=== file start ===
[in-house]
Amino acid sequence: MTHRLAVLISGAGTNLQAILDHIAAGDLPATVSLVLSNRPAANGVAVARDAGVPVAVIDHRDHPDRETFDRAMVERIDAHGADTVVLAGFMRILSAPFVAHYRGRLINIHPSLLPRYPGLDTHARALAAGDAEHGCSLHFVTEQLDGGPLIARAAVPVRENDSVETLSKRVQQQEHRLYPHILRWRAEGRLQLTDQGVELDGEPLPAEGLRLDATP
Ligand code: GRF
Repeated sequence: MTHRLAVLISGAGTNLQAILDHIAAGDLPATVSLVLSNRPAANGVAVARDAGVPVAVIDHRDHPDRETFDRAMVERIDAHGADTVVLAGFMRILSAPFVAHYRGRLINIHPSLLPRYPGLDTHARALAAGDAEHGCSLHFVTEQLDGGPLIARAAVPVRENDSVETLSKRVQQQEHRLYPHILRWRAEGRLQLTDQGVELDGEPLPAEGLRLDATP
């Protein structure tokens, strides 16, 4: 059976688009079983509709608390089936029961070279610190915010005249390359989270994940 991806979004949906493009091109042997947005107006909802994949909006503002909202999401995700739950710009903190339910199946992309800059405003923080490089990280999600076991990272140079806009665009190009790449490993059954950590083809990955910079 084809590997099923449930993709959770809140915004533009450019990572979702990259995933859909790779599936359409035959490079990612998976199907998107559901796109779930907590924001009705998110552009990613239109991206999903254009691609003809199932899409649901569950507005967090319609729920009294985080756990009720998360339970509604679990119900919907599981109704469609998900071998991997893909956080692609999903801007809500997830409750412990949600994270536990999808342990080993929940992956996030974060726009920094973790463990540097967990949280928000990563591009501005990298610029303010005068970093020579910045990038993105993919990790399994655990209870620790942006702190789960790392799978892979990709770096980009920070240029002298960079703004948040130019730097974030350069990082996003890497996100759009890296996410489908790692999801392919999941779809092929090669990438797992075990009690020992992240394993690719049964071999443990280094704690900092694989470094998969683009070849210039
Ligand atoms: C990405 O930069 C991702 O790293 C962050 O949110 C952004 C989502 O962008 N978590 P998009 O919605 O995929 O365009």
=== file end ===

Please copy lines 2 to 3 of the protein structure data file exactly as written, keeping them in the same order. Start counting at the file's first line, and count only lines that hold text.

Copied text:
Amino acid sequence: MTHRLAVLISGAGTNLQAILDHIAAGDLPATVSLVLSNRPAANGVAVARDAGVPVAVIDHRDHPDRETFDRAMVERIDAHGADTVVLAGFMRILSAPFVAHYRGRLINIHPSLLPRYPGLDTHARALAAGDAEHGCSLHFVTEQLDGGPLIARAAVPVRENDSVETLSKRVQQQEHRLYPHILRWRAEGRLQLTDQGVELDGEPLPAEGLRLDATP
Ligand code: GRF